PRESS-MEDIA argued that the disputed trade mark is descriptive in its phonetic aspect, since the number "1000" combined with the word "Jolek (which defines the type of crossword) causes the trade mark to lack concrete distinctive character. Crucial for the distinctive character of the disputed trade mark is its graphics consisting of the maroon background, the composition of the number 1000 and "Jolek" which are written in fanciful font. PRESS-MEDIA also argued that digits (numbers) only, as well as numbers with words such as "crosswords", "panoramic", "panorama", "sudoku" are purely informational signs with regard to journals with crosswords and other logical exercises. These signs inform of the quantity and/or types of logical exercises/crosswords available in a magazine/publication. PRESS-MEDIA also mentioned that OHIM has repeatedly refused to grant to Technopol trade mark registrations for numbers as trade marks for goods in class 16. See trade marks such as: 150 CTM 00466549, 250 CTM 004665592, 350 CTM 004665601, 222 CTM 004665618, 333 CTM 004665683, 555 CTM 004665709 and trade marks such as 100 SUDOKU CTM 004635711 and 200 SUDOKU CTM 004635736.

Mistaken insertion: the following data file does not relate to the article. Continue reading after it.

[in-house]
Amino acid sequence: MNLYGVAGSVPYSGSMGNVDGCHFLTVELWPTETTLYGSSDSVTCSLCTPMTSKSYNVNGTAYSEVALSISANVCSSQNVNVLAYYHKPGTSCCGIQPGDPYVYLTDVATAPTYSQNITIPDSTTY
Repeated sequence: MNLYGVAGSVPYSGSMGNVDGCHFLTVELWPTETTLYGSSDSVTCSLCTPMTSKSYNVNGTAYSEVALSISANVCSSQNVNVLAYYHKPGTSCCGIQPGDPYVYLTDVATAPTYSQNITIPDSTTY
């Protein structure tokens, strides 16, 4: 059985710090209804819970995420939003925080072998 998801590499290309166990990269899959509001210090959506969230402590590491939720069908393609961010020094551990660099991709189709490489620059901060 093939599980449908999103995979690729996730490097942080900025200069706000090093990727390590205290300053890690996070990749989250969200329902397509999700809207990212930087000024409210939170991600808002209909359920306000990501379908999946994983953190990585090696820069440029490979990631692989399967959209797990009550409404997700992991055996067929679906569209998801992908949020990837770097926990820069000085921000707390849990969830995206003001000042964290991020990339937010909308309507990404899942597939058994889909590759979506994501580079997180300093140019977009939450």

In its decision of April 2009, the PPO rejected Technopol's oppostion. The company filed a complaint to the District Administrative Court in Warsaw.

The DAC in a judgment of 23 February 2009, case act signature VI SA/Wa 2135/08 ruled that the protection of a press title which is also a trade mark for a crossword magazine does not exclude the possibility of obtaining the right of protection by another entrepreneur for the press title containing the same elements (numbers), if these signs can be easily distinguished in the trade. The provisions included in article 132(4) of the Polish Act of 30 June 2000 on Industrial Property Law - IPL - (in Polish: ustawa Prawo wlasnosci przemyslowej) of 30 June 2000, published in Dziennik Ustaw (Journal of Laws) of 2001 No 49, pos. 508, consolidated text on 13 June 2003, Dziennik Ustaw No 119, pos. 1117, with later amendments: